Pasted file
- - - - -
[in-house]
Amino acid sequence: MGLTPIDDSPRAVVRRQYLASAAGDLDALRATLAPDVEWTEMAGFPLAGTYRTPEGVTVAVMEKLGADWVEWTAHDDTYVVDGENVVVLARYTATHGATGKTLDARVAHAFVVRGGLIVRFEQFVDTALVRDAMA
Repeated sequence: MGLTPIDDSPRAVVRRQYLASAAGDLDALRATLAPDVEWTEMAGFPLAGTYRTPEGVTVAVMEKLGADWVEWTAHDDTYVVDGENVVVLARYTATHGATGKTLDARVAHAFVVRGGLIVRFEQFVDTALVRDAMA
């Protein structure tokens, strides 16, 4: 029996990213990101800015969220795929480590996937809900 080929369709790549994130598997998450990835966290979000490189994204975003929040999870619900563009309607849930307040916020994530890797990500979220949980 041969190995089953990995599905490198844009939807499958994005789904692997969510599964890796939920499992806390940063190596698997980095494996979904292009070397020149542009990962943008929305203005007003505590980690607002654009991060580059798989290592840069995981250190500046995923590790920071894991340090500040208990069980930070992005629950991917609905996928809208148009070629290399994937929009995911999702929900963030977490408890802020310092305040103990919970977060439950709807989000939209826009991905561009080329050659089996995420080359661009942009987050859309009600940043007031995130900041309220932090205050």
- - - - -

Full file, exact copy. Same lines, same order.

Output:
[in-house]
Amino acid sequence: MGLTPIDDSPRAVVRRQYLASAAGDLDALRATLAPDVEWTEMAGFPLAGTYRTPEGVTVAVMEKLGADWVEWTAHDDTYVVDGENVVVLARYTATHGATGKTLDARVAHAFVVRGGLIVRFEQFVDTALVRDAMA
Repeated sequence: MGLTPIDDSPRAVVRRQYLASAAGDLDALRATLAPDVEWTEMAGFPLAGTYRTPEGVTVAVMEKLGADWVEWTAHDDTYVVDGENVVVLARYTATHGATGKTLDARVAHAFVVRGGLIVRFEQFVDTALVRDAMA
């Protein structure tokens, strides 16, 4: 029996990213990101800015969220795929480590996937809900 080929369709790549994130598997998450990835966290979000490189994204975003929040999870619900563009309607849930307040916020994530890797990500979220949980 041969190995089953990995599905490198844009939807499958994005789904692997969510599964890796939920499992806390940063190596698997980095494996979904292009070397020149542009990962943008929305203005007003505590980690607002654009991060580059798989290592840069995981250190500046995923590790920071894991340090500040208990069980930070992005629950991917609905996928809208148009070629290399994937929009995911999702929900963030977490408890802020310092305040103990919970977060439950709807989000939209826009991905561009080329050659089996995420080359661009942009987050859309009600940043007031995130900041309220932090205050």